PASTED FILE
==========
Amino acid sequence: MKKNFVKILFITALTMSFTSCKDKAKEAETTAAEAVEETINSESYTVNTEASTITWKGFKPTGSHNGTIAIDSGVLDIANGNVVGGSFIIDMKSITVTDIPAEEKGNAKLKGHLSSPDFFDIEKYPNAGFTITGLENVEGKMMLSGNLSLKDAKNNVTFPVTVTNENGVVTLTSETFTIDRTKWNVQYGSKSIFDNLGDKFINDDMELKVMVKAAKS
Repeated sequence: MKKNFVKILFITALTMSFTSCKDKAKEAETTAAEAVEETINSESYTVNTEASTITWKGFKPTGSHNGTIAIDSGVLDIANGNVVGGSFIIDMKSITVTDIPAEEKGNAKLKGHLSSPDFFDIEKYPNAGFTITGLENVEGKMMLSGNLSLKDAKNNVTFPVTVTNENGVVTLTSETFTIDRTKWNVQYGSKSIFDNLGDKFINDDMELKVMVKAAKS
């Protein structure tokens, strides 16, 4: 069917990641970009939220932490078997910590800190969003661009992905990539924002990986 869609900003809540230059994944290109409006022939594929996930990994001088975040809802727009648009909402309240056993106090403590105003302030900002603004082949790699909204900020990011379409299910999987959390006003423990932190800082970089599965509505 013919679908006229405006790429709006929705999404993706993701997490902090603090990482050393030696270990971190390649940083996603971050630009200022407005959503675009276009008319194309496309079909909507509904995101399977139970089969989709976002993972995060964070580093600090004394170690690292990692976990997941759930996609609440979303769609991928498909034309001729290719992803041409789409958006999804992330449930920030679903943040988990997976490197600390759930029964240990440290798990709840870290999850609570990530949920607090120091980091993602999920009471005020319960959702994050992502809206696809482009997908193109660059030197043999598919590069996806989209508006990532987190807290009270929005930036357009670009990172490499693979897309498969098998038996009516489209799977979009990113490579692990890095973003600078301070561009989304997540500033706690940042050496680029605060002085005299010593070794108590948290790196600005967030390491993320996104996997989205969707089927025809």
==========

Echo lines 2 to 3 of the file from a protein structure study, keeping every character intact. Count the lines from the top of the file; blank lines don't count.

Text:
Repeated sequence: MKKNFVKILFITALTMSFTSCKDKAKEAETTAAEAVEETINSESYTVNTEASTITWKGFKPTGSHNGTIAIDSGVLDIANGNVVGGSFIIDMKSITVTDIPAEEKGNAKLKGHLSSPDFFDIEKYPNAGFTITGLENVEGKMMLSGNLSLKDAKNNVTFPVTVTNENGVVTLTSETFTIDRTKWNVQYGSKSIFDNLGDKFINDDMELKVMVKAAKS
């Protein structure tokens, strides 16, 4: 069917990641970009939220932490078997910590800190969003661009992905990539924002990986 869609900003809540230059994944290109409006022939594929996930990994001088975040809802727009648009909402309240056993106090403590105003302030900002603004082949790699909204900020990011379409299910999987959390006003423990932190800082970089599965509505 013919679908006229405006790429709006929705999404993706993701997490902090603090990482050393030696270990971190390649940083996603971050630009200022407005959503675009276009008319194309496309079909909507509904995101399977139970089969989709976002993972995060964070580093600090004394170690690292990692976990997941759930996609609440979303769609991928498909034309001729290719992803041409789409958006999804992330449930920030679903943040988990997976490197600390759930029964240990440290798990709840870290999850609570990530949920607090120091980091993602999920009471005020319960959702994050992502809206696809482009997908193109660059030197043999598919590069996806989209508006990532987190807290009270929005930036357009670009990172490499693979897309498969098998038996009516489209799977979009990113490579692990890095973003600078301070561009989304997540500033706690940042050496680029605060002085005299010593070794108590948290790196600005967030390491993320996104996997989205969707089927025809």